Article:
Date of Award


Degree Type


Degree Name

Doctor of Philosophy



Major Professor

Pamela Small

Committee Members

Robert N. Moore, Stephen P. Oliver, David A. Bemis


Buruli ulcer is a necrotizing skin infection and is the third most important mycobacterial disease in immune competent individuals after tuberculosis and leprosy in humid tropical countries. The causative agent Mycobacterium ulcerans is unlike other mycobacterial pathogens in that it appears to maintain an extracellular location during infection. Another unusual feature of the bacterium is that it is the only mycobacterium known to produce a dermo-necrotic polyketide toxin called mycolactone. A single Buruli ulcer, which can cover 15% of a person's skin surface, contains huge numbers of extracellular bacteria. The infection is characterized by massive necrosis at the site of infection followed frequently by debilitating disfiguration. Despite their abundance and extensive tissue damage, there is a remarkable absence of acute inflammatory response to the bacteria, and lesions are often painless. Though there is extensive literature on interaction of other mycobacterial species with innate immune cells, information concerning interaction of M. ulcerans with macrophages and neutrophils is scarce and requires further investigation. Research in this dissertation was geared towards understanding the poor innate immune response generated following M. ulcerans infection.

One hallmark of most diseases caused by mycobacteria including M. tuberculosis, M. bovis, M. leprae, M. marinum, M. haemophilum is the ability of the bacilli to grow within host cells and cause granulomas. In contrast, M. ulcerans primarily forms extracellular microcolonies within necrotic tissues and is rarely found within host cells. The role of mycolactone in the extracellular location of the bacteria was investigated using a macrophage infection model. Experiments using a panel of mycolactone negative (myc-) and wild type (WT) M. ulcerans strains showed that presence or absence of mycolactone determines whether the bacteria are extracellular or intracellular. Exposure of macrophages to high concentrations of mycolactone interfered with their phagocytic ability. These observations that a mycolactone mutant is better phagocytized than the wild type strain is consistent with the presence of almost exclusively extracellular bacteria in Buruli ulcer patients.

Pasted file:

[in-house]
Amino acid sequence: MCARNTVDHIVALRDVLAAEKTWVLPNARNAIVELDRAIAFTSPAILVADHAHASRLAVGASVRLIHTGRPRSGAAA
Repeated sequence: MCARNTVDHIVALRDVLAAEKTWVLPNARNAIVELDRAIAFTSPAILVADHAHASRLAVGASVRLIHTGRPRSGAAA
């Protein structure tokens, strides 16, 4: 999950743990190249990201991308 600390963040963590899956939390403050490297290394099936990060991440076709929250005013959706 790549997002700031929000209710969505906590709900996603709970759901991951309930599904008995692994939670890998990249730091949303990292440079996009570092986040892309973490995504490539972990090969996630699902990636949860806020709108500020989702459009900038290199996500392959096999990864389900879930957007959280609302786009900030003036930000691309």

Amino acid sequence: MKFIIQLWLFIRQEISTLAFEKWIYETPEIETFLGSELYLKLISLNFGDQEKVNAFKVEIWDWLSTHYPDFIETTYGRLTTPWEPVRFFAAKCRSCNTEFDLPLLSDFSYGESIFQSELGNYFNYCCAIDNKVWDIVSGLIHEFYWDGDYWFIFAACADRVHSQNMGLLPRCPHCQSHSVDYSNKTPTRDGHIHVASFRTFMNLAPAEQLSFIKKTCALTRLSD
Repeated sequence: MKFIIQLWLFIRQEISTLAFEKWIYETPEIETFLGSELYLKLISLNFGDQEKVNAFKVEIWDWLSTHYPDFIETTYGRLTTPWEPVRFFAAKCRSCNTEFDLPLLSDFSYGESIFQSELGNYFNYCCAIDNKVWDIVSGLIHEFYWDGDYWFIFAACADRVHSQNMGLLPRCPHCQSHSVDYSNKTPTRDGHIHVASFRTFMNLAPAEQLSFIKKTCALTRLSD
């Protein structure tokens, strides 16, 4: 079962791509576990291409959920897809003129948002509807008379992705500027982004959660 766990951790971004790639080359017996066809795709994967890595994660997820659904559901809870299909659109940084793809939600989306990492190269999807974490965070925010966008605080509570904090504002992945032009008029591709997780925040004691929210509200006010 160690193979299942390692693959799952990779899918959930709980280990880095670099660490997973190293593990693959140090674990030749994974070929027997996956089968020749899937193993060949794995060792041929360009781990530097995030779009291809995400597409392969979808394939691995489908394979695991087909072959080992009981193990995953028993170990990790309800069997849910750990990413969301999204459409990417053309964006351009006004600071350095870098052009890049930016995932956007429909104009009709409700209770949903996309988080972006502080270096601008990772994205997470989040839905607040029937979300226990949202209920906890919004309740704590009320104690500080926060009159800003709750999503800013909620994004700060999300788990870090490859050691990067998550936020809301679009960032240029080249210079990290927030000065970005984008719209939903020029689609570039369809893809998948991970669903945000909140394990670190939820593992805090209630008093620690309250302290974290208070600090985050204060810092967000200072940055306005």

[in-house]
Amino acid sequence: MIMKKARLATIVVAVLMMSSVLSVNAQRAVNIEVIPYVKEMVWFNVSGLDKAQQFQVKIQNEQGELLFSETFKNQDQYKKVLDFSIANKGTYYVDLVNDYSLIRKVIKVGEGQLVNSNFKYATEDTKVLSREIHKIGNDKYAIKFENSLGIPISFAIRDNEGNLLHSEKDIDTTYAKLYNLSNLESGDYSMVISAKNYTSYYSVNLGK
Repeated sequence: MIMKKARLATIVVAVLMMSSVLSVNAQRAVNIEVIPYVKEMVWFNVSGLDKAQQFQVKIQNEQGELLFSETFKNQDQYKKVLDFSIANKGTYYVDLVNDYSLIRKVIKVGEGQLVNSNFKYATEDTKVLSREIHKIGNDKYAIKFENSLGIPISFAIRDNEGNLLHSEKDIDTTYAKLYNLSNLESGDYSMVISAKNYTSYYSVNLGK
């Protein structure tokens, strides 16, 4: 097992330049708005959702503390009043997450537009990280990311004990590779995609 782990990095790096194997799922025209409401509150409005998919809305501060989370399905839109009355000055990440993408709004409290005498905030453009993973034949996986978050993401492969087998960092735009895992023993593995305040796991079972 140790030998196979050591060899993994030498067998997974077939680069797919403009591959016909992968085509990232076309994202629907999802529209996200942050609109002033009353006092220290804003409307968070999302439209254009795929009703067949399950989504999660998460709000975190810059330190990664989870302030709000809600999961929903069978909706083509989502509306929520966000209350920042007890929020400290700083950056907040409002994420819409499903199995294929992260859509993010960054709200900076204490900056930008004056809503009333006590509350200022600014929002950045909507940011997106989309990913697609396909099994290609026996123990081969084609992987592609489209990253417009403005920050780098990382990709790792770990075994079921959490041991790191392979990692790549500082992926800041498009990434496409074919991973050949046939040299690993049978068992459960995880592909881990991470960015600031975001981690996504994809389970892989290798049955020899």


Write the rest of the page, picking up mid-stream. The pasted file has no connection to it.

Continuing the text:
Experiments studying the effect of mycolactone concentrations on fibroblast cell lines showed that mycolactone-mediated apoptosis and necrosis was concentration dependent. Mycolactone caused necrosis at high concentrations and apoptosis at low concentrations. Chemotaxis assays using human neutrophils showed that neutrophils do not respond to M. ulcerans (WT or myc-) or mycolactone. Mycolactone treatment resulted in rapid necrosis of human neutrophils in a dose dependent manner in vitro. These data could be relevant in vivo in human infections where toxin gradients produced by a pool of extracellular M ulcerans may cause apoptosis or necrosis of inflammatory cells trying to move into the focus of infection and clear the bacteria.

Lack of an inflammatory reaction during the necrotizing stage of Buruli ulcer could be due to abrogation of production of inflammatory cytokines (e.g. TNF-a, lL-l, lFN-y), chemokines (IL-8) and lowered expression of cell-adhesion molecules (e.g. lCAM-l, selectins, VCAM) which help inflammatory cells reach the site of infection. TNF-a and lL-8 are key players in immuno-inflammatory responses. Studies regarding TNF-a response to bacterial infection and mycolactone treatment in vitro showed that WT M. ulcerans and mycolactone did not induce TNF-a production while myc- M. ulcerans did. Interestingly, LPS mediated TNF-u production was inhibited by WT M. ulcerans and mycolactone. Both WT and myc- M. ulcerans as well as mycolactone did not induce IL-8 production. WT M. ulcerans and mycolactone induced expression of the cell adhesion molecule ICAM-I was less than that induced by myc- M. ulcerans or LPS.

Microarray analysis of genes modulated by mycolactone yielded interesting information. Genes that were significantly upregulated by mycolactone included those related to transcriptional repressors, cytoskeletal rearrangement, cell cycle control/proliferation, apoptosis, G-protein receptors, tumor supression and immune response. Genes downregulated by mycolactone included those related to DNA repair, inactivation of complement and metalloproteinases, immune response, leukotrienes production, receptors for collagen and laminin. Data from the present study provide new insight into the effect of mycolactone on macrophages, fibroblasts, neutrophils and host gene-expression pathways induced or repressed by mycolactone. Knowledge obtained from the present study can be expected to contribute to a better understanding of the role of mycolactone in host-pathogen interactions as well as pathophysiology of the disease.

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